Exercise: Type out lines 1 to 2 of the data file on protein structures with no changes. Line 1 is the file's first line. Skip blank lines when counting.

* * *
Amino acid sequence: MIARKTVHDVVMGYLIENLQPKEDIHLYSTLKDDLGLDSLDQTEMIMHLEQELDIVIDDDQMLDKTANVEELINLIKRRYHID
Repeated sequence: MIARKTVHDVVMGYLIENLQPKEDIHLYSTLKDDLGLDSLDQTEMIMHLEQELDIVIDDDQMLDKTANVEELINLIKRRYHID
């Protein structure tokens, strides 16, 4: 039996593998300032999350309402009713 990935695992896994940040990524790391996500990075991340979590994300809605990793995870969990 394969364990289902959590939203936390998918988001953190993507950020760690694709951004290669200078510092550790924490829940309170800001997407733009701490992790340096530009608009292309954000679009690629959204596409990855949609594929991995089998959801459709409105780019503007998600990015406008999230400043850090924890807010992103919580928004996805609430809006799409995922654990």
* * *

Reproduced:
Amino acid sequence: MIARKTVHDVVMGYLIENLQPKEDIHLYSTLKDDLGLDSLDQTEMIMHLEQELDIVIDDDQMLDKTANVEELINLIKRRYHID
Repeated sequence: MIARKTVHDVVMGYLIENLQPKEDIHLYSTLKDDLGLDSLDQTEMIMHLEQELDIVIDDDQMLDKTANVEELINLIKRRYHID